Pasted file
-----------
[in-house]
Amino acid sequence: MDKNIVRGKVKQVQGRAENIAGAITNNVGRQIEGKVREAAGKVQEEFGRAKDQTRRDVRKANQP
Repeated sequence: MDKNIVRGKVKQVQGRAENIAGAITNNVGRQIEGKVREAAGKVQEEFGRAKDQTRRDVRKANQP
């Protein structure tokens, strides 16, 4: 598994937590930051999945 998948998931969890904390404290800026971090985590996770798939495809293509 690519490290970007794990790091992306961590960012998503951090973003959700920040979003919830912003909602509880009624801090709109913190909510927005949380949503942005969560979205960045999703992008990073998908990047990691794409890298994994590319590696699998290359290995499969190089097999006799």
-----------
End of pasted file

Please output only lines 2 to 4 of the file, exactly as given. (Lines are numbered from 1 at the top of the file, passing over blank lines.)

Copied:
Amino acid sequence: MDKNIVRGKVKQVQGRAENIAGAITNNVGRQIEGKVREAAGKVQEEFGRAKDQTRRDVRKANQP
Repeated sequence: MDKNIVRGKVKQVQGRAENIAGAITNNVGRQIEGKVREAAGKVQEEFGRAKDQTRRDVRKANQP
């Protein structure tokens, strides 16, 4: 598994937590930051999945 998948998931969890904390404290800026971090985590996770798939495809293509 690519490290970007794990790091992306961590960012998503951090973003959700920040979003919830912003909602509880009624801090709109913190909510927005949380949503942005969560979205960045999703992008990073998908990047990691794409890298994994590319590696699998290359290995499969190089097999006799």